Cut-offs, demand for arts stream on the rise
The Class 11 arts stream, usually considered an easy stream to seek admission into because of low cut-offs, had unusually high cut-offs this year.mumbai Updated: Jul 23, 2011 01:57 IST
The Class 11 arts stream, usually considered an easy stream to seek admission into because of low cut-offs, had unusually high cut-offs this year.
Across city colleges, cut-offs to the arts stream increased anywhere between 1 to 30 percentage points compared to last year when the first merit list to the general streams was declared on Friday.
Over the past few years, principals had pointed to the declining interest in the arts at the junior college level. Last year, several thousand arts seats had remained vacant after the entire admission process and this year the number of available arts seats dropped from 36,789 to 35,859.
At Ruparel College, the arts cut-off rose from 78% last year to 84.6% this year. At Jai Hind, it rose from 82.9% to 88.6%, at Mithibai College from 66.55% to 79.2% and at Sathaye College from 37% to 68.85%. At Ruia College, where the arts cut-offs rose by 1.5% points, six students who scored above 95% had opted for arts. "It's good to know that arts has got good response," said Suhas Pednekar, principal, Ruia College. "Students have realised there is scope in it too."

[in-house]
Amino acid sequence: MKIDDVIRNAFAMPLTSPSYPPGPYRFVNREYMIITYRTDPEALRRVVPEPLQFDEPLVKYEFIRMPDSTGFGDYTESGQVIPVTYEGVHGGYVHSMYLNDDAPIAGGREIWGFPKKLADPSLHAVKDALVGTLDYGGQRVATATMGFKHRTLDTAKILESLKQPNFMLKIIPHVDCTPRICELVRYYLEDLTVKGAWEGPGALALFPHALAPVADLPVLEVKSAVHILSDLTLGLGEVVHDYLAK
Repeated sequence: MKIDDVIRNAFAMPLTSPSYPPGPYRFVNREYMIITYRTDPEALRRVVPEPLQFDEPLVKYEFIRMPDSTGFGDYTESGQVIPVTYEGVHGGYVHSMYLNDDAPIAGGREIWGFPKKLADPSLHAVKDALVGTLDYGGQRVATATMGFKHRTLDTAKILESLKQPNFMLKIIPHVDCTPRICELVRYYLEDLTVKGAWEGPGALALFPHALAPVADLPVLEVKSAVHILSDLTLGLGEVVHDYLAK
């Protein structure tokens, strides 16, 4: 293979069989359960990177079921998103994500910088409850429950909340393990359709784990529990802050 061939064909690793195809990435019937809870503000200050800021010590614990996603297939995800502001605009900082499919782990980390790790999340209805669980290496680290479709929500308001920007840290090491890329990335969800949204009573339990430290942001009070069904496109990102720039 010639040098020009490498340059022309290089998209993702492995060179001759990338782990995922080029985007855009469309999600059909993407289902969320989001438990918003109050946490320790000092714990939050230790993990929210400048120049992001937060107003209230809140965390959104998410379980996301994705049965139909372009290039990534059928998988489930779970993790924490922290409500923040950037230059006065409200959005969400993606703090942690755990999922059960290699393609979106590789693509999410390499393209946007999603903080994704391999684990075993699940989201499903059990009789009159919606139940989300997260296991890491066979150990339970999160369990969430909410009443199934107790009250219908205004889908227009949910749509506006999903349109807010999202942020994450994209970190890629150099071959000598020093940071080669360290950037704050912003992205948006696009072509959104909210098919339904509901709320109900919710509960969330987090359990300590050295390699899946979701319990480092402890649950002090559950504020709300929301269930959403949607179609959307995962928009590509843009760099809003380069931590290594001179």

The lowest cut-offs for entry into the self-financing courses after Class 12 are for arts students. "Many students seem to think that the best route for entering courses such as BMM and BMS after Class 12 is through the arts stream," said Swapna Durve, vice-principal of Mithibai College in Vile Parle. "Now even BSc IT is open to arts students after Class 12."
Students, often pressured into opting for science and commerce find there is no stigma associated with choosing arts.
"It's not as stressful as the other streams and has as much scope as them," said Anahita Billimoria, 15, who scored 76% and made it to National College in Bandra, her third option.
Studying arts in a good college is another factor driving students' choices. "For many, the choice of college matters more than the stream," said Jyoti Thakur, a junior college coordinator at Jai Hind. "People are ready to take any stream as long as they get into a coveted college."